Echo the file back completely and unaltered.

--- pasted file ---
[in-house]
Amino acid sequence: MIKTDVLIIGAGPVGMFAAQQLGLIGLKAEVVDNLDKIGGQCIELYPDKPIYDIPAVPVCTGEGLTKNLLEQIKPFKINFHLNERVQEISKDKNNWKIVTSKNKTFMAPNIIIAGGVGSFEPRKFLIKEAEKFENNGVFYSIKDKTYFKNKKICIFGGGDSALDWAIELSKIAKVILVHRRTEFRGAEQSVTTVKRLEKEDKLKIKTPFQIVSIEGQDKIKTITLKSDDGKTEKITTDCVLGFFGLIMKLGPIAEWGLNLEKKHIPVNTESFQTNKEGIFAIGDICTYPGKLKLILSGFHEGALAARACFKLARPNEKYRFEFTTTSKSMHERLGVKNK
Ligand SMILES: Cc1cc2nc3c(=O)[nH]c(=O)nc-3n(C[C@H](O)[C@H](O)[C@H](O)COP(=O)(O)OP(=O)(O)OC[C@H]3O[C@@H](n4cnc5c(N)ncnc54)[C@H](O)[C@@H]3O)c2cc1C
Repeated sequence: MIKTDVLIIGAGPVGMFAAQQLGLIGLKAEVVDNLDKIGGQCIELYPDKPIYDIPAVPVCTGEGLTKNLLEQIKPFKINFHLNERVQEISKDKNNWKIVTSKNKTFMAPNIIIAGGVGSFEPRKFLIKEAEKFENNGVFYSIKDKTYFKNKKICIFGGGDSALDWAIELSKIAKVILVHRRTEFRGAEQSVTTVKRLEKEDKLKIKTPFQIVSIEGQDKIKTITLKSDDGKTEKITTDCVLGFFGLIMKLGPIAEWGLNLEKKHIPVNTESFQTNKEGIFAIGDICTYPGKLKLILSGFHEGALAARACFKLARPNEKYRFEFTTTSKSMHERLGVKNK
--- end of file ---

[in-house]
Amino acid sequence: MIKTDVLIIGAGPVGMFAAQQLGLIGLKAEVVDNLDKIGGQCIELYPDKPIYDIPAVPVCTGEGLTKNLLEQIKPFKINFHLNERVQEISKDKNNWKIVTSKNKTFMAPNIIIAGGVGSFEPRKFLIKEAEKFENNGVFYSIKDKTYFKNKKICIFGGGDSALDWAIELSKIAKVILVHRRTEFRGAEQSVTTVKRLEKEDKLKIKTPFQIVSIEGQDKIKTITLKSDDGKTEKITTDCVLGFFGLIMKLGPIAEWGLNLEKKHIPVNTESFQTNKEGIFAIGDICTYPGKLKLILSGFHEGALAARACFKLARPNEKYRFEFTTTSKSMHERLGVKNK
Ligand SMILES: Cc1cc2nc3c(=O)[nH]c(=O)nc-3n(C[C@H](O)[C@H](O)[C@H](O)COP(=O)(O)OP(=O)(O)OC[C@H]3O[C@@H](n4cnc5c(N)ncnc54)[C@H](O)[C@@H]3O)c2cc1C
Repeated sequence: MIKTDVLIIGAGPVGMFAAQQLGLIGLKAEVVDNLDKIGGQCIELYPDKPIYDIPAVPVCTGEGLTKNLLEQIKPFKINFHLNERVQEISKDKNNWKIVTSKNKTFMAPNIIIAGGVGSFEPRKFLIKEAEKFENNGVFYSIKDKTYFKNKKICIFGGGDSALDWAIELSKIAKVILVHRRTEFRGAEQSVTTVKRLEKEDKLKIKTPFQIVSIEGQDKIKTITLKSDDGKTEKITTDCVLGFFGLIMKLGPIAEWGLNLEKKHIPVNTESFQTNKEGIFAIGDICTYPGKLKLILSGFHEGALAARACFKLARPNEKYRFEFTTTSKSMHERLGVKNK